Students Train to Respond to Rural Emergencies

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Students of the University of Illinois School of Medicine at Rockford are learning how to respond to emergency medical situations in rural communities.

Serious and even fatal accidents on farms are a more common problem than many people realize, and medical professionals often lack the training they need in order to properly respond to them.
Organizations like Stateline Farm Rescue are using simulations as a training technique for these emergencies..

“A lot of these accidents are gonna be a lot more complicated than what we probably are trained for, so that's what we're trying to bring to the table is understanding that maybe additional training is needed," says Mark Baker, a coordinator for Farm Rescue. He says this hands-on training will give medical students a better idea of what they’re up against.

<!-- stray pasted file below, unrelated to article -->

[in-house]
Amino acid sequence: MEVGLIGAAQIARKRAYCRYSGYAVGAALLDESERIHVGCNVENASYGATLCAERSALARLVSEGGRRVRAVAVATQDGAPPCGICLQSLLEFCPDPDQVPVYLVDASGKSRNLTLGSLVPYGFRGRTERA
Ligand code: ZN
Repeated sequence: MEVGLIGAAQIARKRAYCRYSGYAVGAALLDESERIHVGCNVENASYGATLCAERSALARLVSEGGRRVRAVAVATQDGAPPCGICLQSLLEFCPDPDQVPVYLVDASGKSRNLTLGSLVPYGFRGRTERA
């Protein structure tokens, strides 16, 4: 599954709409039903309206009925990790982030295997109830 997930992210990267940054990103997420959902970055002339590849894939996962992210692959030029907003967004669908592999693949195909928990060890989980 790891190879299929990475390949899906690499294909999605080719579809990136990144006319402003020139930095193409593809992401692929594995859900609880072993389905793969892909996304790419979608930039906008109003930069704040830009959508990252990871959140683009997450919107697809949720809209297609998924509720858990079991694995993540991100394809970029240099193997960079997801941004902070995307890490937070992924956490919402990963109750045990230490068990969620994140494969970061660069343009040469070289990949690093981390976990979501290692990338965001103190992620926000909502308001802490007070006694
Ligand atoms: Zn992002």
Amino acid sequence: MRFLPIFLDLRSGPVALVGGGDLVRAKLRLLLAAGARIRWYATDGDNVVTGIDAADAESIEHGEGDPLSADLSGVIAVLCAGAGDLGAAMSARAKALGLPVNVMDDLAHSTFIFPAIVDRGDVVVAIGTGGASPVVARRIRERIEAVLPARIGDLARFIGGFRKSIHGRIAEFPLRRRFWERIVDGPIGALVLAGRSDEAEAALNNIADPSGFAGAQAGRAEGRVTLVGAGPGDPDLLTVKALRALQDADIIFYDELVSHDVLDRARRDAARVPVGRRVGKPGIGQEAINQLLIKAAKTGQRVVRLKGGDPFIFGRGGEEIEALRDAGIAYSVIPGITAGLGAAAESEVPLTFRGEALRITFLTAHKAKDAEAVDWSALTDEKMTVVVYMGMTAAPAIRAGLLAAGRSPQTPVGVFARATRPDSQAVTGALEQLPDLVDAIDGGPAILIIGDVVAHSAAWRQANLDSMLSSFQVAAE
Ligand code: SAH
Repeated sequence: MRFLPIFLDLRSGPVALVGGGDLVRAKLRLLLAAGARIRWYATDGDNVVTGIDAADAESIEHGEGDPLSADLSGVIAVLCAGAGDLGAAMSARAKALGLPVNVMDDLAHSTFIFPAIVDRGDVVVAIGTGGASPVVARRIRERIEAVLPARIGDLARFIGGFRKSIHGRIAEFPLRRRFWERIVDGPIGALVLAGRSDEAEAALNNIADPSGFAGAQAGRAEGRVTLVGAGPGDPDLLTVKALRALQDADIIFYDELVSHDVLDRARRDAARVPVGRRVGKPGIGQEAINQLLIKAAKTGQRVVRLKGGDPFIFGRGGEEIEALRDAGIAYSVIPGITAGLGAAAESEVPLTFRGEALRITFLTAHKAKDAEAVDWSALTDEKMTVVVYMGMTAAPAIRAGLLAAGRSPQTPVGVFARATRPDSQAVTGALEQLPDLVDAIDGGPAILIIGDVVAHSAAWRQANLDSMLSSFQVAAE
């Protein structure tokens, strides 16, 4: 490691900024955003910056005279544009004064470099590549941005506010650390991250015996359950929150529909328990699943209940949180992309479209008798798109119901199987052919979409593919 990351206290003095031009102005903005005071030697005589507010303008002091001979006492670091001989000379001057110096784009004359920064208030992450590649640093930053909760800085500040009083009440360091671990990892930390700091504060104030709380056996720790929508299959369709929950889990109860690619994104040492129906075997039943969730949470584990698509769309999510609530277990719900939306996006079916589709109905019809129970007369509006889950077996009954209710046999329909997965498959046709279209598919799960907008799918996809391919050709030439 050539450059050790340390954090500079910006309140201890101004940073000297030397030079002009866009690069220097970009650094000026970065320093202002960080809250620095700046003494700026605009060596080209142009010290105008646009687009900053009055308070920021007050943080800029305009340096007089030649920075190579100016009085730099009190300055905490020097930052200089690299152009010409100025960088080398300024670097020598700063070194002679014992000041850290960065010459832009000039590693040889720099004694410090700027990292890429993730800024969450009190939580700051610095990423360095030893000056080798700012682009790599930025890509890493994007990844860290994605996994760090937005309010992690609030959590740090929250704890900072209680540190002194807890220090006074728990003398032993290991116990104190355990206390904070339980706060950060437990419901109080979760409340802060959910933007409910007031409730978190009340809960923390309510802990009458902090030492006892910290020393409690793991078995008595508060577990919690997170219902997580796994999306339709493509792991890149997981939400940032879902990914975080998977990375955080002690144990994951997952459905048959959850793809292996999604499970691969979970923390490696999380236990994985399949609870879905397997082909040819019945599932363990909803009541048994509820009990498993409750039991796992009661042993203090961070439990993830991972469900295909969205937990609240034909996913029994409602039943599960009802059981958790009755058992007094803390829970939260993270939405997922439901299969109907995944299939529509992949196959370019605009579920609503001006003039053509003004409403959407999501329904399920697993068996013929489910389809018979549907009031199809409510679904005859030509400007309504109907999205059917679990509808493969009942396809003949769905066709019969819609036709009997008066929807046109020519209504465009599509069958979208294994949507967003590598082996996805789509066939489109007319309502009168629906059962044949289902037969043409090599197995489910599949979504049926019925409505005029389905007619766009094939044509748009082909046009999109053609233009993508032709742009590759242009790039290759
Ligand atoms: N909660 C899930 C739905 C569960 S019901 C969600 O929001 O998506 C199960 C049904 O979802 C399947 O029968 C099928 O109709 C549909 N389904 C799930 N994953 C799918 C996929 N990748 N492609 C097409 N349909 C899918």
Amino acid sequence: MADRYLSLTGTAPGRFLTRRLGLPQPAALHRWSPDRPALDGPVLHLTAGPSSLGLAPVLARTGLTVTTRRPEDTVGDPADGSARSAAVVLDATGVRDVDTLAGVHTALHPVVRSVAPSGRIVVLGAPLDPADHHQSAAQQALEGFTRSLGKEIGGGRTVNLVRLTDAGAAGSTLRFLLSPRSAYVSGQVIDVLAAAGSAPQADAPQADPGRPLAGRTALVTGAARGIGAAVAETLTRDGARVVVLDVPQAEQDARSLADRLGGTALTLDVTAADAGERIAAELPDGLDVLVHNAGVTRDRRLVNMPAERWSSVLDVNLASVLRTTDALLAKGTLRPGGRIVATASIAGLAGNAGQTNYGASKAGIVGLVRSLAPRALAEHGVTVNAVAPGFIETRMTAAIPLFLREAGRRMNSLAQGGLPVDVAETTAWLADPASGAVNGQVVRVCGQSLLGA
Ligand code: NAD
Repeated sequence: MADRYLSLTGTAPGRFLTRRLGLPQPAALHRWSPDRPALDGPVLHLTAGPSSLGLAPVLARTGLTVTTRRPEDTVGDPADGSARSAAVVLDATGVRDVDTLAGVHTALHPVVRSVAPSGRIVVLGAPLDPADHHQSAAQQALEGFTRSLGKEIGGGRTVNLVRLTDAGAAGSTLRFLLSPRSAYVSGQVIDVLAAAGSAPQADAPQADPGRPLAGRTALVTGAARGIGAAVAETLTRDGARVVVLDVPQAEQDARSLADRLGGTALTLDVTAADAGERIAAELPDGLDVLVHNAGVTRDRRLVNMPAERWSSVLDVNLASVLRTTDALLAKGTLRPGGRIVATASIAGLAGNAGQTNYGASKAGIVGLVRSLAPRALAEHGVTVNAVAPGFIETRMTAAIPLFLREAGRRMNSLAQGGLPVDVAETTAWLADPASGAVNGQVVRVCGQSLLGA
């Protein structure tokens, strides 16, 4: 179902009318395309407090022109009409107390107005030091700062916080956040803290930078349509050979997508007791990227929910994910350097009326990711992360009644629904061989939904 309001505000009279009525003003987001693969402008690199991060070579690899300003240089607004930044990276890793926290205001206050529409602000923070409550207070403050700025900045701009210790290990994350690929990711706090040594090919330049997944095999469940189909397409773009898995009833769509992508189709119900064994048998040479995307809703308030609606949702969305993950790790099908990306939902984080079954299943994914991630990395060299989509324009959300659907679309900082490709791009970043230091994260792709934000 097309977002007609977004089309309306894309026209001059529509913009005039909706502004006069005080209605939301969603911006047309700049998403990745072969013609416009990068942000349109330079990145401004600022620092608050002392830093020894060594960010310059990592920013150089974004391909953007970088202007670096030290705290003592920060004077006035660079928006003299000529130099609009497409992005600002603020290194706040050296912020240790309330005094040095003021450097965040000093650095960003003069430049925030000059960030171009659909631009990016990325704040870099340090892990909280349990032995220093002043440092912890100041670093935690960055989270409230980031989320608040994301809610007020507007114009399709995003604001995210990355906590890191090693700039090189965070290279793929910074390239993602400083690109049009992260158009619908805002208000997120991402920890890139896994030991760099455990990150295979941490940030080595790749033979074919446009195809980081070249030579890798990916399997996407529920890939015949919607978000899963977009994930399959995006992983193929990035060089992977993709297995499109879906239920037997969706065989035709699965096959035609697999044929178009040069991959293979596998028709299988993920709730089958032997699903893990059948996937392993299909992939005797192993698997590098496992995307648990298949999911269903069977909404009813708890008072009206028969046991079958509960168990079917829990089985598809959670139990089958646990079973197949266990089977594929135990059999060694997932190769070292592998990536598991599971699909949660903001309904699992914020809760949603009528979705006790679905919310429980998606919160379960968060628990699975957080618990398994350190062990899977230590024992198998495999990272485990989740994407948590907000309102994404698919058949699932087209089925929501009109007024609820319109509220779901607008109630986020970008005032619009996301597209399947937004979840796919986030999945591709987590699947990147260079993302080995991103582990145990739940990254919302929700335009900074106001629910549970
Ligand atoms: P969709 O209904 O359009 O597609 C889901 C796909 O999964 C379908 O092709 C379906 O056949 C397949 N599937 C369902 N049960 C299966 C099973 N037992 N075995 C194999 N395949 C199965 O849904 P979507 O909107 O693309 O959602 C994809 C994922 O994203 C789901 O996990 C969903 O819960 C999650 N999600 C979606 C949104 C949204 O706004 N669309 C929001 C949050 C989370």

It’s not just the type of emergency help that’s difficult – it’s the distance that many rural farms are from medical professionals.
This distance sometimes leads to fatalities in many situations where time was crucial to saving the lives of victims.

The Rural Medical Education Programs at the University of Illinois at Rockford specifically educates students who want to be employed in rural areas long-term. The program is adding a nursing component for fall 2017.

Kelly Rosenberger is partnering with the Rural Medical Education Program and Rural Farm program to develop the curriculum. It will be a 4-year program aimed at meeting the need for rural communities to have more available healthcare nearby. She said these programs are crucial to ensure that farmers can receive the medical attention they need.